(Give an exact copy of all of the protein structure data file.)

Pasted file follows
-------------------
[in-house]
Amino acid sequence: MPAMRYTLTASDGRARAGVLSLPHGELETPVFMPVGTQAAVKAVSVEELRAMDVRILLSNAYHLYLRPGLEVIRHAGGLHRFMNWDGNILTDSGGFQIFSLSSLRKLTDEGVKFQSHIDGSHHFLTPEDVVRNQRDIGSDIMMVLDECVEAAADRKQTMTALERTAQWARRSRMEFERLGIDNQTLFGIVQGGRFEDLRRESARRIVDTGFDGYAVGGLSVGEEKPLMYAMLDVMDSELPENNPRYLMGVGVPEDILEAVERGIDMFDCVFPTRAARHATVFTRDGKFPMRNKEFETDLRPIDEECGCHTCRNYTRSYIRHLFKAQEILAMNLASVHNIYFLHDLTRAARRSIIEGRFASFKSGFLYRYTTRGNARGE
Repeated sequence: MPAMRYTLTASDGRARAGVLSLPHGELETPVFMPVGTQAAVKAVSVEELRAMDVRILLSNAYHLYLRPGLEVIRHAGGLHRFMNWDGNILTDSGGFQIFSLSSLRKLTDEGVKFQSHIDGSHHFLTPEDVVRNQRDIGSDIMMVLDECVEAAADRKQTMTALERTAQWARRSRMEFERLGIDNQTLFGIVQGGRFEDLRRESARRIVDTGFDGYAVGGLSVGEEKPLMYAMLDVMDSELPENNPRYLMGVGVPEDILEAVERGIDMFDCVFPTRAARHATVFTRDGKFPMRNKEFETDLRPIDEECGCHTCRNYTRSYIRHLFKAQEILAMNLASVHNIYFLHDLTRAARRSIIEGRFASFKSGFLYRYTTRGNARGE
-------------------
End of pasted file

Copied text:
[in-house]
Amino acid sequence: MPAMRYTLTASDGRARAGVLSLPHGELETPVFMPVGTQAAVKAVSVEELRAMDVRILLSNAYHLYLRPGLEVIRHAGGLHRFMNWDGNILTDSGGFQIFSLSSLRKLTDEGVKFQSHIDGSHHFLTPEDVVRNQRDIGSDIMMVLDECVEAAADRKQTMTALERTAQWARRSRMEFERLGIDNQTLFGIVQGGRFEDLRRESARRIVDTGFDGYAVGGLSVGEEKPLMYAMLDVMDSELPENNPRYLMGVGVPEDILEAVERGIDMFDCVFPTRAARHATVFTRDGKFPMRNKEFETDLRPIDEECGCHTCRNYTRSYIRHLFKAQEILAMNLASVHNIYFLHDLTRAARRSIIEGRFASFKSGFLYRYTTRGNARGE
Repeated sequence: MPAMRYTLTASDGRARAGVLSLPHGELETPVFMPVGTQAAVKAVSVEELRAMDVRILLSNAYHLYLRPGLEVIRHAGGLHRFMNWDGNILTDSGGFQIFSLSSLRKLTDEGVKFQSHIDGSHHFLTPEDVVRNQRDIGSDIMMVLDECVEAAADRKQTMTALERTAQWARRSRMEFERLGIDNQTLFGIVQGGRFEDLRRESARRIVDTGFDGYAVGGLSVGEEKPLMYAMLDVMDSELPENNPRYLMGVGVPEDILEAVERGIDMFDCVFPTRAARHATVFTRDGKFPMRNKEFETDLRPIDEECGCHTCRNYTRSYIRHLFKAQEILAMNLASVHNIYFLHDLTRAARRSIIEGRFASFKSGFLYRYTTRGNARGE